With all the #MeToo stories coming out, I would love to find the courage to join those brave women by sharing my own – of which there are many. However that’s not what this post is – I’m off the hook because I know talking about my experience in detail would be difficult for my husband, in which case it would also likely be hard for my children to read in the future. So in the end, I’ve not even tried to find that courage. But I still want to talk about #MeToo, because – me too.

Disclaimer: I appreciate how very carefully I need to word this post due to its incredibly sensitive nature, and before I go further, I want to make clear from the start that I dearly hope I don’t cause offense to the survivors living with terrible memories.


Where There’s a Victim, Is There Always a Rapist?

In many situations when a woman – or indeed a girl – is abused by a man, he knows absolutely what he is doing. But there are numerous more cases where I’m certain they’re oblivious. There’s more than one ‘type’ of rapist, and in my opinion the most dangerous kind is perhaps not the one we’d assume. Danger is arguably subjective, but speaking as a mother of daughters, I *think* I’d be more fearful of the pervasive, insidious individual than I would of the cloak and dagger rapist snatching women off the street. Nothing to do with the end result, obviously, but because of the prevalence of the former.


The Sexual Predator

The deplorable Harvey Weinstein of violent acts against women, this bully knows precisely what he is doing; he knows – and he doesn’t care – so long as he gets his filthy way. He’s indiscriminate and he has no conscience at all. Only a despicable, shameful excuse of a human being is capable of this cruelty. While this monster is an undeniably despicable man, he’s not the norm. He’s probably more common than we’d like to think, but he’s still not common. Thank God.

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Was it rape? No question.


The Weak Rapist

He would never set out to hurt a lady – he has never gone to bed at night thinking ‘tomorrow I will force myself on a woman because I want to and I can’. Instead, his (erroneous) excuse is that he got carried away. He is weak and misguided, though he is not excused. In the eyes of the law, he is no better than the sexual predator. I have zero sympathy or respect for this man, but I do recognise the difference between him and his predatory counterpart.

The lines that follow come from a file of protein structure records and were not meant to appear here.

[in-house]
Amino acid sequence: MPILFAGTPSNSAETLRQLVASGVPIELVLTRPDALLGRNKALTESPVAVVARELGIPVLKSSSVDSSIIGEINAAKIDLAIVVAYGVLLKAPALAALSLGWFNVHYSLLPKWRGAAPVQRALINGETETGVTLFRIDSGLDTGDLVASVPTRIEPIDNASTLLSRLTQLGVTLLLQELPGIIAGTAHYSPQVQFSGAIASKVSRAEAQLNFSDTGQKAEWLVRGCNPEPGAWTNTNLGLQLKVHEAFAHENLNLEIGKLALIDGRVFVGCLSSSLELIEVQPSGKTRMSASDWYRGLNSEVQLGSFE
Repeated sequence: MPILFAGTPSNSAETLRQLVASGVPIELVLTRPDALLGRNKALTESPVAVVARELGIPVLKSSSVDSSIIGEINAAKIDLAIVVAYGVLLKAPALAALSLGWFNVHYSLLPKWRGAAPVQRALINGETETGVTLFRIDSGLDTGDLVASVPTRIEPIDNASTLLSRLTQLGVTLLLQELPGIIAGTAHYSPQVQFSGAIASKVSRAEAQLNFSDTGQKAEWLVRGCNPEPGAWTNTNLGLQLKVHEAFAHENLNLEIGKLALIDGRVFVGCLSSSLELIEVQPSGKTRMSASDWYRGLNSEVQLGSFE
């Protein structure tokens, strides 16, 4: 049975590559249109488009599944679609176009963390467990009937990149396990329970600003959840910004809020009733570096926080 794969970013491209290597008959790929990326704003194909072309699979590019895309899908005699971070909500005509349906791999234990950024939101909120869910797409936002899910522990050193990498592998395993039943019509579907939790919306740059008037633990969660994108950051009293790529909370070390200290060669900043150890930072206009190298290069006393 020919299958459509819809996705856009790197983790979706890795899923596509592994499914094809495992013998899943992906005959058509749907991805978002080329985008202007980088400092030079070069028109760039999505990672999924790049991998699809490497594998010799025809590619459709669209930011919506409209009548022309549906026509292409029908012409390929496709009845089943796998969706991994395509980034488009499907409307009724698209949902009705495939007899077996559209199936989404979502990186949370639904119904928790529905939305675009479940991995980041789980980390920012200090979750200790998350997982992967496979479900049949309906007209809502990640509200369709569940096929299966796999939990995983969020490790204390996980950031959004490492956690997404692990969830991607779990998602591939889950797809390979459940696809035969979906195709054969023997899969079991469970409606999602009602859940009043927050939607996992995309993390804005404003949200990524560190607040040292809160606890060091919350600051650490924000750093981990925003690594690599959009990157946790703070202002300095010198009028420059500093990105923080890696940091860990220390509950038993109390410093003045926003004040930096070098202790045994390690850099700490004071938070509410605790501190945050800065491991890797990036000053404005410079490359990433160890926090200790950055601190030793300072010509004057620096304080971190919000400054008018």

Was it rape? Yes.

Let's talk about #MeToo - where there's a victim, is there always a rapist? And if not - was it rape? It's critical that we're more open to talking about sexual abuse and the vulnerability of women. This is a feminism issue that's relevant to all.

The Oblivious

But what of the victim who froze, and the perpetrator who had no idea? Arguably he should be questioning why she was not an active participant, but nonetheless I have no doubt that there are many, many cases of this taking place. Is this man – who has wined and dined and is genuinely fond of the victim – still a rapist? If he wakes the following morning believing he got lucky with a one night stand, while she goes home feeling violated and abused – what then?

This is what I want to talk about, because it’s of paramount importance. We need to be having the conversation not only about what technically constitutes rape, but critically the feelings which are evoked. Because sometimes – often – I believe a woman has those feelings and the man responsible is genuinely oblivious. Is that rape?

Was it rape?


I Feel Violated – But Was It Rape?

In the eyes of the law, if the man reasonably believed there was consent, then rape did not take place. But if the woman feels violated, then what do we call it? But I’m not raising this in order to argue over semantics. The point of this post is to demonstrate this undeniable problem between men and women. I don’t claim to have the answers, but it’s definitely a concern and warrants discussion.